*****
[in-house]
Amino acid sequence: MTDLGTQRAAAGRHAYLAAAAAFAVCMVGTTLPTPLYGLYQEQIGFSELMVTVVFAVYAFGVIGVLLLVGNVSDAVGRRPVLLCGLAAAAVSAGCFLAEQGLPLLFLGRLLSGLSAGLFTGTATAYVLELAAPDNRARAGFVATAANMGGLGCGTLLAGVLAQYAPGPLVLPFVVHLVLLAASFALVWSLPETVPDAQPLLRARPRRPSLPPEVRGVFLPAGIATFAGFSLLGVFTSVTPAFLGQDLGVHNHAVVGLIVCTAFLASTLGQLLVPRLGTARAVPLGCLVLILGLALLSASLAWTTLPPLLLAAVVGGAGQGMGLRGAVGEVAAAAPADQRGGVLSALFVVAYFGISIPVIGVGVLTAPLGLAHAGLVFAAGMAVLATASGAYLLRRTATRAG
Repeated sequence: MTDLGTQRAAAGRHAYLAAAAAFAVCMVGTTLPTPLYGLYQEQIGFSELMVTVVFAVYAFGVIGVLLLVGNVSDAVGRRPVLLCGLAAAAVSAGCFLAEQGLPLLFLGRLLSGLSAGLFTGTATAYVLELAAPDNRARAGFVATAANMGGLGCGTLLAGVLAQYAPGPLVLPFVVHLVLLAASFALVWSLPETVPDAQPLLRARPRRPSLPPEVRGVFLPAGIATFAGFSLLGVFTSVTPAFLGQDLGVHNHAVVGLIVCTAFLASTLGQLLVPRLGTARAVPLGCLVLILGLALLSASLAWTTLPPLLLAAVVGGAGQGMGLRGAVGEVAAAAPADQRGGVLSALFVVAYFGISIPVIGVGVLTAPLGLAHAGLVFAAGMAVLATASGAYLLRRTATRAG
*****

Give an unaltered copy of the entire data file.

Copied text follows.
[in-house]
Amino acid sequence: MTDLGTQRAAAGRHAYLAAAAAFAVCMVGTTLPTPLYGLYQEQIGFSELMVTVVFAVYAFGVIGVLLLVGNVSDAVGRRPVLLCGLAAAAVSAGCFLAEQGLPLLFLGRLLSGLSAGLFTGTATAYVLELAAPDNRARAGFVATAANMGGLGCGTLLAGVLAQYAPGPLVLPFVVHLVLLAASFALVWSLPETVPDAQPLLRARPRRPSLPPEVRGVFLPAGIATFAGFSLLGVFTSVTPAFLGQDLGVHNHAVVGLIVCTAFLASTLGQLLVPRLGTARAVPLGCLVLILGLALLSASLAWTTLPPLLLAAVVGGAGQGMGLRGAVGEVAAAAPADQRGGVLSALFVVAYFGISIPVIGVGVLTAPLGLAHAGLVFAAGMAVLATASGAYLLRRTATRAG
Repeated sequence: MTDLGTQRAAAGRHAYLAAAAAFAVCMVGTTLPTPLYGLYQEQIGFSELMVTVVFAVYAFGVIGVLLLVGNVSDAVGRRPVLLCGLAAAAVSAGCFLAEQGLPLLFLGRLLSGLSAGLFTGTATAYVLELAAPDNRARAGFVATAANMGGLGCGTLLAGVLAQYAPGPLVLPFVVHLVLLAASFALVWSLPETVPDAQPLLRARPRRPSLPPEVRGVFLPAGIATFAGFSLLGVFTSVTPAFLGQDLGVHNHAVVGLIVCTAFLASTLGQLLVPRLGTARAVPLGCLVLILGLALLSASLAWTTLPPLLLAAVVGGAGQGMGLRGAVGEVAAAAPADQRGGVLSALFVVAYFGISIPVIGVGVLTAPLGLAHAGLVFAAGMAVLATASGAYLLRRTATRAG